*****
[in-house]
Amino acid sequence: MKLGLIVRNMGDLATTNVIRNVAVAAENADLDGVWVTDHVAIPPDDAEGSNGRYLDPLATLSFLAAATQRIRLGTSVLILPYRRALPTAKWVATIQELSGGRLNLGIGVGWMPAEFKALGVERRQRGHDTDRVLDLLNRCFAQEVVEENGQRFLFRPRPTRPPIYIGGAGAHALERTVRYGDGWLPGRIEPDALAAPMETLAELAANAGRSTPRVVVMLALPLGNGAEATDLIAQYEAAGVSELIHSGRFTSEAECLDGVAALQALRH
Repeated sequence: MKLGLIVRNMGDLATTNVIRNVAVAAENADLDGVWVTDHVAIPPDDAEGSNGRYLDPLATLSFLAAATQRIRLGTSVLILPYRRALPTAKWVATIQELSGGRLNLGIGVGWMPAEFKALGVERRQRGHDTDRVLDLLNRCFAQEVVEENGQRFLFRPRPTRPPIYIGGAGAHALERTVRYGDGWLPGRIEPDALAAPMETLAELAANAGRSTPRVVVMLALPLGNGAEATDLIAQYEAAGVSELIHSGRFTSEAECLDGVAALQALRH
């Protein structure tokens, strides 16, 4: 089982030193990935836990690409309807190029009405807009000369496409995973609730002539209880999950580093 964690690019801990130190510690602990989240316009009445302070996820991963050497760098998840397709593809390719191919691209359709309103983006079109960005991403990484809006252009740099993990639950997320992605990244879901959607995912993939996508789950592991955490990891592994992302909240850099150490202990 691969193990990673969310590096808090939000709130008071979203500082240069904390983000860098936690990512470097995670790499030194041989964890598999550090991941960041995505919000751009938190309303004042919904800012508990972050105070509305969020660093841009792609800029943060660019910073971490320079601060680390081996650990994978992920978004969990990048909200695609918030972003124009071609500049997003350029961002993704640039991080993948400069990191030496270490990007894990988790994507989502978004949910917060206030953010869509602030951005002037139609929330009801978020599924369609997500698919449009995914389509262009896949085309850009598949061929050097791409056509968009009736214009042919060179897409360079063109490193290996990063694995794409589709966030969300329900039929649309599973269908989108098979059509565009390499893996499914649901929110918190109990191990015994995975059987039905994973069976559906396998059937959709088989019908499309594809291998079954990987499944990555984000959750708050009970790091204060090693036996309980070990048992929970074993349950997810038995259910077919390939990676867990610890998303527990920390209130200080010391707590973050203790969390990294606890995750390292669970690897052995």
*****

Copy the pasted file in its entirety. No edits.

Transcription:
[in-house]
Amino acid sequence: MKLGLIVRNMGDLATTNVIRNVAVAAENADLDGVWVTDHVAIPPDDAEGSNGRYLDPLATLSFLAAATQRIRLGTSVLILPYRRALPTAKWVATIQELSGGRLNLGIGVGWMPAEFKALGVERRQRGHDTDRVLDLLNRCFAQEVVEENGQRFLFRPRPTRPPIYIGGAGAHALERTVRYGDGWLPGRIEPDALAAPMETLAELAANAGRSTPRVVVMLALPLGNGAEATDLIAQYEAAGVSELIHSGRFTSEAECLDGVAALQALRH
Repeated sequence: MKLGLIVRNMGDLATTNVIRNVAVAAENADLDGVWVTDHVAIPPDDAEGSNGRYLDPLATLSFLAAATQRIRLGTSVLILPYRRALPTAKWVATIQELSGGRLNLGIGVGWMPAEFKALGVERRQRGHDTDRVLDLLNRCFAQEVVEENGQRFLFRPRPTRPPIYIGGAGAHALERTVRYGDGWLPGRIEPDALAAPMETLAELAANAGRSTPRVVVMLALPLGNGAEATDLIAQYEAAGVSELIHSGRFTSEAECLDGVAALQALRH
């Protein structure tokens, strides 16, 4: 089982030193990935836990690409309807190029009405807009000369496409995973609730002539209880999950580093 964690690019801990130190510690602990989240316009009445302070996820991963050497760098998840397709593809390719191919691209359709309103983006079109960005991403990484809006252009740099993990639950997320992605990244879901959607995912993939996508789950592991955490990891592994992302909240850099150490202990 691969193990990673969310590096808090939000709130008071979203500082240069904390983000860098936690990512470097995670790499030194041989964890598999550090991941960041995505919000751009938190309303004042919904800012508990972050105070509305969020660093841009792609800029943060660019910073971490320079601060680390081996650990994978992920978004969990990048909200695609918030972003124009071609500049997003350029961002993704640039991080993948400069990191030496270490990007894990988790994507989502978004949910917060206030953010869509602030951005002037139609929330009801978020599924369609997500698919449009995914389509262009896949085309850009598949061929050097791409056509968009009736214009042919060179897409360079063109490193290996990063694995794409589709966030969300329900039929649309599973269908989108098979059509565009390499893996499914649901929110918190109990191990015994995975059987039905994973069976559906396998059937959709088989019908499309594809291998079954990987499944990555984000959750708050009970790091204060090693036996309980070990048992929970074993349950997810038995259910077919390939990676867990610890998303527990920390209130200080010391707590973050203790969390990294606890995750390292669970690897052995």